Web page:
Initial reaction from analysts and the European Union's top economic official was positive, but whether the pledges convince the European Central Bank to bolster Italy by buying its bonds, or calm market tensions, may hinge on the specifics of the plan.

So far, few seem to know what the plan will include. Indeed it is unclear if the government itself knows.

"The decision to bring forward the balancing of the budget is a positive step but we need a lot more detail," said Raj Badiani of IHS Global Insight, warning that the promised reforms are unlikely to happen overnight. "The problem is Italy doesn't have time right now and the reforms they announced are easier said than done."

Economy Minister Giulio Tremonti said on Friday there would be no new austerity measures beyond those announced in a 48 billion euro package passed last month which contained cuts to local government funding, health charges and vague plans for a mix of welfare cuts and tax measures. That programme was widely criticised for delaying the bulk of measures until after elections in 2013 and Tremonti said it would be accelerated but offered no specifics about a plan which in any case still had to be fleshed out in important areas.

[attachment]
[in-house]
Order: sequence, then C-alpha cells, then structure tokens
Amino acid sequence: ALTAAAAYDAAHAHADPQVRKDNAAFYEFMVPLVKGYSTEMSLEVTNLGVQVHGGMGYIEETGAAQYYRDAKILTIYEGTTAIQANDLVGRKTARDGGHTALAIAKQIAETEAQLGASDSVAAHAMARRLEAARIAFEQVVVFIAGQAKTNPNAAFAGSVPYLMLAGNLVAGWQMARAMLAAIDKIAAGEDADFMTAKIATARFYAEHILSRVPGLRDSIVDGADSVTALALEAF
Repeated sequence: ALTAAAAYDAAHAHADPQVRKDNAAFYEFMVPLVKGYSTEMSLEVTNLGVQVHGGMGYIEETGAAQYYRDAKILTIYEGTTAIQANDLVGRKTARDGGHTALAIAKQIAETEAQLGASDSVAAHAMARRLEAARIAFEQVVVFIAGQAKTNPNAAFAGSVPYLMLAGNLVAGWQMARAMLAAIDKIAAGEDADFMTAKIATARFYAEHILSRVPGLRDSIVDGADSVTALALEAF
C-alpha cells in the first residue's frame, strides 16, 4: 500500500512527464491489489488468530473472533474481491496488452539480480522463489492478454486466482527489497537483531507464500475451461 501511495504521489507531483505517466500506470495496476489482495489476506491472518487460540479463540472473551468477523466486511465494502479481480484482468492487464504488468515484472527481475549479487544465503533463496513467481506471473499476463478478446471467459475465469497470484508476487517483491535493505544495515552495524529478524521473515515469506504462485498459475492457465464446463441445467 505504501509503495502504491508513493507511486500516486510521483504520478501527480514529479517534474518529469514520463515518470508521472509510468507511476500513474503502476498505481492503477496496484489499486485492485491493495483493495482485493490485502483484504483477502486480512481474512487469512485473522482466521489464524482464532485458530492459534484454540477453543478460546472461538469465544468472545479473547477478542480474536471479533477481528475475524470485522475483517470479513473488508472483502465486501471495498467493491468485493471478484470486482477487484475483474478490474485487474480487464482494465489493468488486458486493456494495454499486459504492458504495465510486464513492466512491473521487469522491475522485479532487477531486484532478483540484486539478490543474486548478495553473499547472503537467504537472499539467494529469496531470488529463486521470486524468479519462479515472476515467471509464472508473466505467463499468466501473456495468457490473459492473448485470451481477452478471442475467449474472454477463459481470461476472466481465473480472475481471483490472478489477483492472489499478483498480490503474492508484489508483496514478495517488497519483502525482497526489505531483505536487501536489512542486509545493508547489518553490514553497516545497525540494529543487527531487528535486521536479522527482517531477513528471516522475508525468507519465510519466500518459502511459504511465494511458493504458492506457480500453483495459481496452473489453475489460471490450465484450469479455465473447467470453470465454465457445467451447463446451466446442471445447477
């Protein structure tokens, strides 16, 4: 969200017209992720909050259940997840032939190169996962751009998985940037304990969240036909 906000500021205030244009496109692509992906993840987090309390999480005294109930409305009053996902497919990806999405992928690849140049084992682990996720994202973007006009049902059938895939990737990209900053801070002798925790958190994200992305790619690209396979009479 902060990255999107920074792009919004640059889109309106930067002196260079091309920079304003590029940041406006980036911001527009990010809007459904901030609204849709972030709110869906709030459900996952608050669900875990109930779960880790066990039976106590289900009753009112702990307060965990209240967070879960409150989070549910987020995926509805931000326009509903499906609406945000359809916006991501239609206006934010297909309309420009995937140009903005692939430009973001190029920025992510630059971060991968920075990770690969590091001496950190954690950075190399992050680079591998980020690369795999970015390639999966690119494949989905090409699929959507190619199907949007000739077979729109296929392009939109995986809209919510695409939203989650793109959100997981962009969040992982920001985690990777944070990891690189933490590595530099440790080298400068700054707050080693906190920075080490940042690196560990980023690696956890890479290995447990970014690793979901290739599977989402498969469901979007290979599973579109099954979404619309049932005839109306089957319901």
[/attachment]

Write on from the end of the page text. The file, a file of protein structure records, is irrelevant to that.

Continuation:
ECB sources say the bank — which is due to discuss later on Sunday whether to buy Italian bonds — remains divided on the issue and even some of those who favor the move want Italy to do more to frontload its austerity measures. Some proposals, like a fee for non-urgent medical visits and tests, quickly sparked a popular backlash and prompted talk of alternatives. Even without any such backtracking, the funding cuts make up only a relatively small portion of the plan.